My favorite series of ads for stockings came from the McCullum Company in 1927.
About stockings with bathing suits:
“In the water, or just out, silk hose have the smooth gloss of a wet seal.” Stockings were usually worn with bathing suits in the nineteen teens and early twenties.
However, in this photo from the late twenties, you can clearly see the marks left by my mother’s rolled stockings.
She took them off when she put on her bathing suit. That McCullum “opera length” ad from 1927 seems to be trying to revive a disappearing custom.
Back to more wonderful McCallum illustrations:
I do not know the illustrator — only that these eye-catching drawings are signed H on their left side and M on the right side.
The Onyx Hosiery company also used humor to sell stockings, but the illustrations in this series which referred to classical statues lacked the Art Deco dash of the McCallum ads.
Onyx Pointex stockings had a pointed heel which, their ads claimed, made ankles look slender.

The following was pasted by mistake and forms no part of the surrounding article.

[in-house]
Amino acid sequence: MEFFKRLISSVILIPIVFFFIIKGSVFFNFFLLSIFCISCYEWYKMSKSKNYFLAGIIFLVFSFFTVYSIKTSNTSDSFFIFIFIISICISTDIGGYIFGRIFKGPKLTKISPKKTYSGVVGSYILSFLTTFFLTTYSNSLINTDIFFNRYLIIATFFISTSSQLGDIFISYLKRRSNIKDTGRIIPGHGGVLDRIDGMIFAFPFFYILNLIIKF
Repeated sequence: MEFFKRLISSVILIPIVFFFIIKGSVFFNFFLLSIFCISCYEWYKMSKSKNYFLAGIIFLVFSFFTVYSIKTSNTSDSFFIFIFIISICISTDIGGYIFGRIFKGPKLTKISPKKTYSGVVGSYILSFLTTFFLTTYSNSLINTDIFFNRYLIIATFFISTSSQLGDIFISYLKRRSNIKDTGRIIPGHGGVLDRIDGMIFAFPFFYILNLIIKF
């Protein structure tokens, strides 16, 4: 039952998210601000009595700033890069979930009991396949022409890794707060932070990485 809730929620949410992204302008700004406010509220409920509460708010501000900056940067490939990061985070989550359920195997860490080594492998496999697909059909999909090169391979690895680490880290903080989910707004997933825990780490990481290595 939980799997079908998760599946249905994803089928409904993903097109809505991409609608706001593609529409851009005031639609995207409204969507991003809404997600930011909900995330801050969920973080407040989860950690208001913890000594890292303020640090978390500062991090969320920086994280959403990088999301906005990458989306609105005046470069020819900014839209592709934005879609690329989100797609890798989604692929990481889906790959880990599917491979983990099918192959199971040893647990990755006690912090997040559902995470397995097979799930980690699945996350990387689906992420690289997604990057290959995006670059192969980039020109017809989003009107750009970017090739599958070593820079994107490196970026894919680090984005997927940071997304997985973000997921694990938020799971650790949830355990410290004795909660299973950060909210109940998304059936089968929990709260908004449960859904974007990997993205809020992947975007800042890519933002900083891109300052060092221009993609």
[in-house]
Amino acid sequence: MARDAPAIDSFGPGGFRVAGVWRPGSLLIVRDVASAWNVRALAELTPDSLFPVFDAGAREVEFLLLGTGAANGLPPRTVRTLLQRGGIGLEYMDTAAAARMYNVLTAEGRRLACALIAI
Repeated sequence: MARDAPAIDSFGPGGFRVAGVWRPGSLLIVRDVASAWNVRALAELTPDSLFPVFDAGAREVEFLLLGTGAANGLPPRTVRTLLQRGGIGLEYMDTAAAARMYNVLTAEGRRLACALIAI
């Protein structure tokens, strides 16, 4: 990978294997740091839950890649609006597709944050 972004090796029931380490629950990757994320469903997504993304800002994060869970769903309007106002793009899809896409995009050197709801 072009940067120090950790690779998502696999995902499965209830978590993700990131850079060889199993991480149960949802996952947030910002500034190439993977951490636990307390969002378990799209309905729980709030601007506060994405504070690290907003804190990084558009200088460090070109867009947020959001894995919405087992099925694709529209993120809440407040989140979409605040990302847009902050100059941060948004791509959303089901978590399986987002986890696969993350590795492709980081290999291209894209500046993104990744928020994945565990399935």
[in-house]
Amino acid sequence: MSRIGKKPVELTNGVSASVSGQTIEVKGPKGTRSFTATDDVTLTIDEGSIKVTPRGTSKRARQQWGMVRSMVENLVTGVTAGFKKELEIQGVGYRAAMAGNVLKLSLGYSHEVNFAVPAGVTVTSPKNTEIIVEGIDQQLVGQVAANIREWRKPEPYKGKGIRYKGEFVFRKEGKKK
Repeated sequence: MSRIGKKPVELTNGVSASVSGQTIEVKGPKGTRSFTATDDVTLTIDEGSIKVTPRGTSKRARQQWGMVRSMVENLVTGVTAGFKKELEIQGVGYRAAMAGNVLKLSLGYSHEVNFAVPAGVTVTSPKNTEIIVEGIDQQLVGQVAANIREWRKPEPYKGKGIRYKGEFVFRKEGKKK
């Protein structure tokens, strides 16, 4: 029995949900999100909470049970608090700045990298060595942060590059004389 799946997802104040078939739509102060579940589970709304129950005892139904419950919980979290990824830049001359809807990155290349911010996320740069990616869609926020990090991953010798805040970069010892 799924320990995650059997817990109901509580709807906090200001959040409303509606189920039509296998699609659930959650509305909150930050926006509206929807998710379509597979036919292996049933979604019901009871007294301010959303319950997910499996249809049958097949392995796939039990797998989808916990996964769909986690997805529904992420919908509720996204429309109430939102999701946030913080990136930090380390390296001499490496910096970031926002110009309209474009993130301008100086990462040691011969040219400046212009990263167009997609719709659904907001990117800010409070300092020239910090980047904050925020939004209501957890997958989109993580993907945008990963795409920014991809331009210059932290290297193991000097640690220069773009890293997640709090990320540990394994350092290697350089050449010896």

Other stocking ads illustrated the product itself — with elegance, but not many laughs.
As skirts got shorter, stockings got sheerer and more elaborate.
Anther stocking company just used celebrity endorsements. The extraordinary dress in this ad is worn by Mary Astor, best known nowadays for her role in The Maltese Falcon. In the 1920’s, she made five or six films a year.
For me, none of those ads has the 1920’s zest of this one:
“Full-fashioned” means the stockings were shaped like a leg, instead of like a tube. Full-fashioned stockings cost more, but before stretch knit fabrics, stockings that were not full-fashioned tended to wrinkle at the ankles. Like McCallum stockings, the other silk stockings in these ads cost two dollars a pair, more or less, a luxury item for the twenties’ working woman.
Cotton lisle was longer wearing than silk, so it was often used at toes and heels and the band where the garter attached to the stocking. Less practical and more fragile, all-silk stockings cost more.